Wednesday, May 28, 2008

Arctic Future War and Other Choices

There are so many potential conflicts for the Earth's energy supplies that the medias inattention to them borders on criminal. A recent example is the multi-national conference in Greenland to try to divy up the Arctic's resources. It is interesting to see that the American rep was John Negroponte, an American diplomatic hit man if ever there was.
Canada hopes to assert sovereignity through the "Law of the Sea" which has varying interpretations:

"CBC" interpretation:
"Canada is committed to defending and protecting its sovereignty in the waters of the High Arctic as it begins the process of mapping the northern territory with other nations, says the federal minister of natural resources.

Gary Lunn is travelling to Ilulissat, Greenland, on Tuesday to discuss Canada's claim to the northern seabed with officials from Denmark, Norway, the United States and Russia, who are also looking to secure their piece of the Arctic pie.

"There's a lot of co-operation between countries that is happening, but it's important that we have strong presence on the world stage," said Lunn.

The three-day conference is expected to discuss rules, dictated by the UN Law of the Sea Convention, on dividing jurisdiction over the High Arctic waters, one of the most rapidly changing parts of the world due to climate change.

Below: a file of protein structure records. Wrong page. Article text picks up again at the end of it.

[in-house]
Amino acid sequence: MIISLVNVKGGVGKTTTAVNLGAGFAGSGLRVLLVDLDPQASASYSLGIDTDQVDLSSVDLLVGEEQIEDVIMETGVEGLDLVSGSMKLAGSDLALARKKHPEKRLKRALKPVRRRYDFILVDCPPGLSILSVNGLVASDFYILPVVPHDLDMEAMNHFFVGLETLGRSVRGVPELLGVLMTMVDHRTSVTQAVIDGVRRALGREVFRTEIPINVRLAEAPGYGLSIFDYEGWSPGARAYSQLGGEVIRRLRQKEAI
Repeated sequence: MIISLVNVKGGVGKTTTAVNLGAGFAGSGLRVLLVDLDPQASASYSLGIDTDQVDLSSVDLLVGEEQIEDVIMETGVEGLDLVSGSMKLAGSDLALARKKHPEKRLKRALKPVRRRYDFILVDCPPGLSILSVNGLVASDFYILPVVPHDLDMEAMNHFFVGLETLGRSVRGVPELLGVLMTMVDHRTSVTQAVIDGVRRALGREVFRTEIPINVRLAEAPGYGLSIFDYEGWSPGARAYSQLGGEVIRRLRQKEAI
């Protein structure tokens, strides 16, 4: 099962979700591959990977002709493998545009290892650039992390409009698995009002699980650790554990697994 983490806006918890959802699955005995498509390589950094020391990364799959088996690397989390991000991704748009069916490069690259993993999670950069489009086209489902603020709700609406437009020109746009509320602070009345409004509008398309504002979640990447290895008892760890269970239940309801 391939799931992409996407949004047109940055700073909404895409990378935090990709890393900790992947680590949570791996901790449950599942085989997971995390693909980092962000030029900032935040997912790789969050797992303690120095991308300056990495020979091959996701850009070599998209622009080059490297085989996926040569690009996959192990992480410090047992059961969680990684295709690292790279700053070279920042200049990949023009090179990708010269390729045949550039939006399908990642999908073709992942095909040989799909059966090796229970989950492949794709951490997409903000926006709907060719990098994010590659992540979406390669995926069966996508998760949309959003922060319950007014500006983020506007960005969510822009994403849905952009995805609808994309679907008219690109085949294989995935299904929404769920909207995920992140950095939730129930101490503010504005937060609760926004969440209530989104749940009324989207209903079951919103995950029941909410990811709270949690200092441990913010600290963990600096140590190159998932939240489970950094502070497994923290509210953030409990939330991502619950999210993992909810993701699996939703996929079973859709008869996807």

As the ice continues to melt, countries with continental shelves on the Arctic Ocean are increasingly concerned over who controls the territory and its resources.

"It's critically important that it's under our sovereign control so that we set the parameters for the environment and that we make the decisions whether or not even to allow exploration," Lunn said Monday.

Under the UN law, signed by Canada in 2003, the five northern countries may be able to extend their sovereignty beyond the usual 200-nautical-mile limit recognized in international law if the seabed is an extension of the continental shelf.

Canada's claim includes a swath of ocean floor stretching to the North Pole that would be the equivalent in size to the three Prairie provinces combined. Canada has until 2013 to submit its claim on the area, which stretches from the Yukon to the eastern Arctic.

The area in question wouldn't be subject to any sort of overlapping claim with other countries, Lunn said. Canada's territorial disputes in the Arctic, such as the location of the boundary between the Yukon and Alaska and the control of the Northwest Passage, aren't expected to be major topics at the conference.
Firms already after oil, gas reserves

The High Arctic seabed is coveted for its potential oil and gas reserves, not just along the coast of Beaufort Sea but at the North Pole. Estimates put about 25 per cent of the world's remaining oil and gas reserves beneath the Arctic's ocean floor.